by Leslie Anne Tarabella with Linda Higbee Smith
Karl and Erika Pellinat in their adopted city of Fairhope, AL
It isn’t a lack of words that makes this story difficult to tell. Instead, it’s because there is so much to tell, it’s hard to know where to begin. Karl and Erika Pellinat’s love story is an example of God’s beautiful timing, and yet it began with the horrors of war.
Captured by the Russian Army as WWII was ending and forced at gun point to join thousands of other young men on a march to a prison camp, young Karl jumped into a cold, wet sewer pipe and hid for 14 hours until the soldiers passed by. He fled to a nearby farmhouse where the sympathetic owners gave him shelter while advising him on a safe place to swim across a river to avoid capture.
After ducking through small towns for several weeks, Karl finally made his way home to Berlin, where he earned an engineering degree and worked to rebuild the ravaged city. As life under Russian occupation became increasingly difficult and a new wall began to separate East from West Berlin, Karl realized if he was to live as a free man, he must make yet another escape.
Standing across from the heavily guarded border between East and West Berlin, Karl asked God for help, and within the hour, a passing truck backfired, causing the guards to be distracted. Karl seized the opportunity and sprinted for the wall where he dove over a thick barricade of barbed wire. It was once again, God’s perfect timing that brought him to freedom.
Erika’s story had similar elements of danger and along with her family, fled from the Russian Army in 1945. Reunited after three weeks of confusing separation, Erika’s family settled into a refugee camp. Her siblings later died and after a few years of working in a children’s hospital, Erika made the decision to attempt an escape from Berlin. Taking only a few possessions and layering what little clothing she had, Erika left everything else behind, including her parents.
After suffering unspeakable hardships, both Karl and Erika were brought together once again by God’s good timing. The two decided on the same day, to attend the same Lutheran church, and join the same choir. Love at first sight was bliss after such harrowing years of suffering. After their first and only date, Karl left on a pre-planned trip to America in search of work. Staying in touch the old-fashioned way, with paper, ink, envelopes and stamps, their long-distance courtship blossomed. Erika finally joined Karl in Chicago, where they were married.
To strangers, Karl and Erika’s heavy German accents often seemed stern, yet their gentle spirit and love for others drew new friends to them everywhere they lived. Karl was awarded a patent used by IBM mainframes in the steel industry. Their son Martin completed the family as they were transferred over the years to Pennsylvania, Illinois, South Carolina, Michigan and Kentucky. Everywhere the Pellinats lived, they made church involvement a priority and joined the choir as well as many community groups.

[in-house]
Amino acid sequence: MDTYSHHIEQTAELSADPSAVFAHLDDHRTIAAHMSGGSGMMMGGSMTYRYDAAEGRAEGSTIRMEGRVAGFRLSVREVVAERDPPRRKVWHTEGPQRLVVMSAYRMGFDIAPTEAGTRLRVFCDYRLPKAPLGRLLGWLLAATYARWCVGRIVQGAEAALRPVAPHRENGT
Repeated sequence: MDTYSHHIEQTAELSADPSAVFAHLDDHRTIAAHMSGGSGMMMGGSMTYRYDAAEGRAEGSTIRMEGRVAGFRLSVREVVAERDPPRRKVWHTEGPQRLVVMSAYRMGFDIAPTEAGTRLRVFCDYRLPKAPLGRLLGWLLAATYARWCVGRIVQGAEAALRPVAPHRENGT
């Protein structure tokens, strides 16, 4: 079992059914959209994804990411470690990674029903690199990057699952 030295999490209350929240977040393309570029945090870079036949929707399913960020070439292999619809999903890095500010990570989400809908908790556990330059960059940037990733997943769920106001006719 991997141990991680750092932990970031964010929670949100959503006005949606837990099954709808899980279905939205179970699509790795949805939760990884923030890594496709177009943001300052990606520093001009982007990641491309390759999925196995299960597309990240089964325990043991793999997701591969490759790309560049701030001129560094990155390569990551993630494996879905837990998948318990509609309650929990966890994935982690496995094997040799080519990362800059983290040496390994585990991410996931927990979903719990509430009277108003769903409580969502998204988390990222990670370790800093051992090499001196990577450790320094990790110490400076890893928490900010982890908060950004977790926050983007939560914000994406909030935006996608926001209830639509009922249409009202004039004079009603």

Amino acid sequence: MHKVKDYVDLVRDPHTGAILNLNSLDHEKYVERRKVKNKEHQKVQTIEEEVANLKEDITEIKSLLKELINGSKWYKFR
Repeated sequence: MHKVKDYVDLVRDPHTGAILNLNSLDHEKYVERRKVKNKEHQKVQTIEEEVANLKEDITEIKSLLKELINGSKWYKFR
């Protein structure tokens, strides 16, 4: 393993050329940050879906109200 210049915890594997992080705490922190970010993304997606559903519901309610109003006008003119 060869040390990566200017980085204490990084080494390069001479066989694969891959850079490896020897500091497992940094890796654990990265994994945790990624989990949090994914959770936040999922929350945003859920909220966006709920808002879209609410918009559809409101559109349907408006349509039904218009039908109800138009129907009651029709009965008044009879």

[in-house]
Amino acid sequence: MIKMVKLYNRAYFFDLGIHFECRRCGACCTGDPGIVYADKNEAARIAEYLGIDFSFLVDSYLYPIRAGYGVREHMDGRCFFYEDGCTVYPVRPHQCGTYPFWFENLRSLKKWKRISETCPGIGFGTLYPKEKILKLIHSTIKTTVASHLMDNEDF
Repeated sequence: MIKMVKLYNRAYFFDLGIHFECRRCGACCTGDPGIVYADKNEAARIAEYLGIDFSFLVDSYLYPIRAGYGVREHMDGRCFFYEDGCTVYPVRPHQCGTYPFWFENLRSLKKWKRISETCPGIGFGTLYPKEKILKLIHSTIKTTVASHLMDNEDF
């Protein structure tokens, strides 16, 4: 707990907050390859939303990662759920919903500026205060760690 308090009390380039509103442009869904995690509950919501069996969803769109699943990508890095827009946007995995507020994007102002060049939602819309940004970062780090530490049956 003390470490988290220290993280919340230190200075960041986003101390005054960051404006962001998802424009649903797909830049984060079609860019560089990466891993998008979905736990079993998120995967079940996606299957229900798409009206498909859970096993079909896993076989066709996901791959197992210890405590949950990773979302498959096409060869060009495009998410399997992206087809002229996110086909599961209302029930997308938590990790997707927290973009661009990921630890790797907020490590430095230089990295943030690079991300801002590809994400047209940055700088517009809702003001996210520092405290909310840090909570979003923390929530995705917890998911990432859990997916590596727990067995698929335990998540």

The hardships of their childhood and teen years could have easily left Karl and Erika bitter and angry, but instead, they focused on the joy they found in their new country and with one another. Always good listeners, they helped those around them and entertained in their home — often turning a regular evening into an impromptu party by wearing German attire and serving homecooked native dishes. The charismatic couple drew people to them with their joy for life and willingness to help anyone in need.
Their faith, which was once forbidden, played a strong role in the Pellinat’s story. Recognizing how they had been blessed, they gave back more kindness to others than they ever received. After 28 years with IBM, Karl and Erika retired to Fairhope, AL where they again made friends and served others. In order to keep the historical lessons of war alive, the Pellinats shared their story with students in area schools. You can see their presentations on YouTube by searching for; “Karl Pellinat, My Life in Germany” and “Erika Pellinat, My Two Escapes.”
Karl and Erika Pellinat with their son Martin.
Since they first met in Hamburg, Germany, Karl often referred to Erika as his “American Hamburger.” The two proudly drove themselves to Atlanta at the ages of 89 and 83 to be sworn in as official US citizens.
It wasn’t unusual to see the two holding hands and strolling arm in arm, even after moving into an assisted living facility. Their tenderness for each other was evident to all who knew them and Erika was heartbroken when Karl died of natural causes on November 17, 2020 at the age of 96. Erika clung to her son Martin for comfort, then unable to bear the thought of losing Karl, Erika passed away seven days later on November 24th.
Together, the Pellinats defied death by bravely turning their backs on the Greater German Reich. Trusting God’s timing helped them focus on a future full of hope. Making every day a celebration, the couple found love in America, in their son, and in each other. Valentine’s Day is only one day on the calendar, but Karl and Erika made their perfectly timed love last for a lifetime.
Linda Higbee Smith and Martin Pellinat contributed to this story.
This story first appeared in Advance Publication Newspapers.